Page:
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Lincoln, Halter go to overtime in Ark. Senate race

Members of the media interview U.S. Sen. Blanche Lincoln, D-Ark., outside her polling place in Little Rock, Ark., as her husband Steve, second from right, and sons Reece, far right, and Bennett stand with her Tuesday, May 18, 2010. Members of the media interview U.S. Sen. Blanche Lincoln, D-Ark., outside her polling place in Little Rock, Ark., as her husband Steve, second from right, and sons Reece, far right, and Bennett stand with her Tuesday, May 18, 2010. (AP Photo/Danny Johnston)
By Andrew DeMillo
Associated Press Writer / May 18, 2010

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LITTLE ROCK, Ark.—Arkansas Sen. Blanche Lincoln failed to win the majority of votes in the Democratic primary Tuesday and now faces a three-week fight with Lt. Gov. Bill Halter for her party's nomination.

Already one of the most vulnerable incumbents seeking re-election this year, Lincoln will run against Halter alone in a June 8 runoff. A third candidate, Little Rock businessman D.C. Morrison, drew enough votes Tuesday to force the extra campaign but will not progress.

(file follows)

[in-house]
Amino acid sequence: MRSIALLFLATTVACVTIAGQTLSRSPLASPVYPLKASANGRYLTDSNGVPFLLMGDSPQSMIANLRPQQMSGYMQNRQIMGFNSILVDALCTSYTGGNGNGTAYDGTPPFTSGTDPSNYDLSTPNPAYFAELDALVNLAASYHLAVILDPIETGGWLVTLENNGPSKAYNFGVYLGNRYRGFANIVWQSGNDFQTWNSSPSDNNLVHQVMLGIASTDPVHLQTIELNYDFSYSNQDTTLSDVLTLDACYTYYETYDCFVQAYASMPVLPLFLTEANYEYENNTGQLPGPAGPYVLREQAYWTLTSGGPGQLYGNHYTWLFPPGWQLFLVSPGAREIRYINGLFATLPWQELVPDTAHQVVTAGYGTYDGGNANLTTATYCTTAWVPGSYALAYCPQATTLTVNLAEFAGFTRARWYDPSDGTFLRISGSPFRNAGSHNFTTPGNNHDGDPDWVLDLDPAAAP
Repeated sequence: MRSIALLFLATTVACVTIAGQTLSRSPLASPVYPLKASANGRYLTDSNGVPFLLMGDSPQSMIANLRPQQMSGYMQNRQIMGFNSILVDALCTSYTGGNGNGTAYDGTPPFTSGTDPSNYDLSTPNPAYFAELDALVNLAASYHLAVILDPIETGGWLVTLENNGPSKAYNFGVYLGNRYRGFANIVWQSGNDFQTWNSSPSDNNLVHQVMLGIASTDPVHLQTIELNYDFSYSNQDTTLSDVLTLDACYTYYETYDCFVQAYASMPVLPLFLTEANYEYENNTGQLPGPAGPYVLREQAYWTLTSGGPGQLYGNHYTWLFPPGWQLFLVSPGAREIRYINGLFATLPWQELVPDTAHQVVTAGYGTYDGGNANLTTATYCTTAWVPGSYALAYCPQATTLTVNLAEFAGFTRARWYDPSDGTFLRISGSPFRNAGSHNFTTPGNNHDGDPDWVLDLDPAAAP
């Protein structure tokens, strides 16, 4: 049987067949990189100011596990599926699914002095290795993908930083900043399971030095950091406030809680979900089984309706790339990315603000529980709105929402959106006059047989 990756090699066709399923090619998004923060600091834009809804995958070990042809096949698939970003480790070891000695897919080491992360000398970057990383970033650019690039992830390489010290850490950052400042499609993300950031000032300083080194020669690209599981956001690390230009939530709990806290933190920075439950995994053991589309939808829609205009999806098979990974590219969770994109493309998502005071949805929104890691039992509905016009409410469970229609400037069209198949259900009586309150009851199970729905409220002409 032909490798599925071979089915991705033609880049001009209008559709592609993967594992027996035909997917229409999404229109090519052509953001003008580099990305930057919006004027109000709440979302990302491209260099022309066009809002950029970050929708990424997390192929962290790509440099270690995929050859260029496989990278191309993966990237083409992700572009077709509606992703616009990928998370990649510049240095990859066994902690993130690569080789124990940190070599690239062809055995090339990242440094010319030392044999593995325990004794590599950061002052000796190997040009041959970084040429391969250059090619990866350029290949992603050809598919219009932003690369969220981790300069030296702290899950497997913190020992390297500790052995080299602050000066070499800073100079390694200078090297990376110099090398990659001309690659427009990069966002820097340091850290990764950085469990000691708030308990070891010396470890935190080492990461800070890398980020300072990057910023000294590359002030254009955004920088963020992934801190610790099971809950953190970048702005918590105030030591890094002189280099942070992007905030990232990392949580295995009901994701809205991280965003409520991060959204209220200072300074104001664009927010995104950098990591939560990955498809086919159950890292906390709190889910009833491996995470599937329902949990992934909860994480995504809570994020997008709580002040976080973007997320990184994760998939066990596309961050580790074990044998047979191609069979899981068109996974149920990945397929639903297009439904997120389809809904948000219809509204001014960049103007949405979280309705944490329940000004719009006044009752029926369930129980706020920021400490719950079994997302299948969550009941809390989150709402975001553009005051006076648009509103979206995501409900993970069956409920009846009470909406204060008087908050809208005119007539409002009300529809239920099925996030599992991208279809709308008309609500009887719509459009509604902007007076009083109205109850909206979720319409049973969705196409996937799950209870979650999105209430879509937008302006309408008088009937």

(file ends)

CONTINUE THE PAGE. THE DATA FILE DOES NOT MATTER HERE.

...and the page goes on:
Lincoln had said she would be ecstatic with either a runoff or a clear-cut victory, but Halter has said forcing overtime would be close to a win.

With just over half the state's 2,516 precincts reporting, Lincoln had received 44 percent of the vote to 42 percent for Halter.

Lincoln, 49, portrayed herself as a centrist in her re-election fight. But she faced anger from both the left and right, particularly over the health care debate. When Halter joined the race in March, he was embraced by groups on the left that had grown frustrated with Lincoln's positions on issues such as health care and trade.

Outside groups on both sides, including the AFL-CIO and the U.S. Chamber of Commerce, have pumped millions of dollars into the race. The candidates themselves swapped attacks on a daily basis.

Organizations on the left criticized Lincoln for opposing efforts to create a new government-run insurance program as an option in the health overhaul. Republicans criticized her for voting to support the Senate health care bill that was signed into law. Lincoln, however, voted against a companion bill that was also approved through a simple majority vote in the Senate.

The chairman of the Senate Agriculture Committee, Lincoln had taken steps over the past year to distance herself from the Obama administration and national Democrats on key issues. In her first television ad touting her re-election bid, Lincoln had proclaimed that she answers to Arkansas, not her party.

But facing the challenge from Halter, Lincoln embraced national Democrats and ran radio ads featuring President Barack Obama endorsing her bid. She also had the backing of former President Bill Clinton, who remains popular in his home state.

Halter, a one-term lieutenant governor, is a former Clinton administration official, having served as a deputy commissioner and acting commissioner of the federal Social Security Administration. He was elected lieutenant governor in 2006 after briefly considering a run for governor against Mike Beebe, who won the post.

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